We are now dealing with the fascinating topic of the office of the Nazarite or NAZIR in Hebrew.
I left off by saying that what the office of NAZIR was, its customs and how it operated evolved over the centuries.
In scholarly circles, you’ll be told there are two kinds of Nazarites.
You’ll be told there is a “Perpetual Nazarite” and a “Nazarite for Life“.
Now I know what you’re thinking.
You’re thinking “What?! Doesn’t ‘perpetual’ also mean ‘for life’?“
The answer is no, in spite of the name.
In this context “perpetual” is referring to a Nazarite who only takes a vow for a designated period of time.
And when I say a “Nazarite for life” I’m talking about an individual who was made a Nazarite in the womb by his mother and then remained a Nazir until death.
However, guess what?!
From a commandment perspective, there is actually zero Biblical basis that establishes the office of Nazarite for life.
No such commandment exists in the Scriptures.
This goes back to the point I mentioned yesterday that just because something is in the Scriptures does NOT mean it’s God-ordained.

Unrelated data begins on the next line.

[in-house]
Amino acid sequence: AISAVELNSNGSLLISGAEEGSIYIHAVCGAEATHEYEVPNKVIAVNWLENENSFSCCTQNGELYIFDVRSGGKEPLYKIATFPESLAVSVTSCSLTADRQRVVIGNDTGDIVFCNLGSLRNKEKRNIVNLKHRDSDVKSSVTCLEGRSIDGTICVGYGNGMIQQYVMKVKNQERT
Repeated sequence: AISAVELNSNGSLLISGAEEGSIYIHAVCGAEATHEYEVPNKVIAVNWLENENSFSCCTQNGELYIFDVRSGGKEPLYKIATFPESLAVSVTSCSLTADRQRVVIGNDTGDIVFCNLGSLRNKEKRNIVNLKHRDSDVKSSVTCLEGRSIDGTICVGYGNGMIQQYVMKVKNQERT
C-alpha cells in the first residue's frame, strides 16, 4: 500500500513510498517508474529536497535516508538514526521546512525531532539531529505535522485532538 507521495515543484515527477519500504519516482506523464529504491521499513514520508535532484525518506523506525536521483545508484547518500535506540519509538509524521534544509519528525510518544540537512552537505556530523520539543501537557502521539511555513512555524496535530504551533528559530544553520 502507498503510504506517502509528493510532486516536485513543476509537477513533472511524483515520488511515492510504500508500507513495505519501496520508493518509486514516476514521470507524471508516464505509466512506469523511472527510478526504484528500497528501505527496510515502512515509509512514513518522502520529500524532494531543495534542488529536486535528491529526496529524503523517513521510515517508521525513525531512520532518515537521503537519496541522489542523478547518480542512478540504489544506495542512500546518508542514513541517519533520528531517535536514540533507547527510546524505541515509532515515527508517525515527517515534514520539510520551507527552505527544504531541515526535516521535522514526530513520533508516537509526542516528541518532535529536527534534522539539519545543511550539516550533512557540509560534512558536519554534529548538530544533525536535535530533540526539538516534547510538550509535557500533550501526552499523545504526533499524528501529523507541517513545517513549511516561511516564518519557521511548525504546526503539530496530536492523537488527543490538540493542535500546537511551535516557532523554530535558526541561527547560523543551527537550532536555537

And this “Nazarite for Life” idea is one of them.
So the first thing I want you to understand is that what is being established here in Numbers 6 are the conditions for a “perpetual Nazarite“.
And again, in this context “perpetual” actually means “temporary“.
I know it’s confusing as hell but that’s just the way it is.
Who knows what some of these scholars were thinking (or what they were smoking) when they came up with the term “perpetual Nazarite“.
Now one interesting question that arises is why in the world would someone want to become a Nazarite in the first place?
Well, it all had to do with wanting a special favor from God.
Let’s say someone had come down with a life-threatening illness or maybe somebody made some bad investments and lost all of his wealth.
Or we might have a situation where a mother’s son is being sent to fight in a dangerous war.
In each of these cases, an oath is taken that if HASHEM will help them overcome whatever troubling situation they’re facing, in return the person will dedicate his or her life to the Lord for a specified period of time.
This is basically what becoming a Nazarite was all about.
In other words, if God cured them of the illness, restored their wealth, or their son returned safely from battle, they would become a Nazarite.
What’s interesting is that the idea of becoming a NAZIR entered into the common cultural landscape of ancient Israel.
For example, over a couple of drinks at the local pub, one Hebrew bro might say to another, “I swear if that girl over there is not a Persian Jewess, I’ll be a Nazarite”.
Jewish records also testify to the fact that even the priests would officiate over the offerings of hundreds of Nazarites at once.
This gives us a pretty good idea of just how common becoming a Nazarite had become.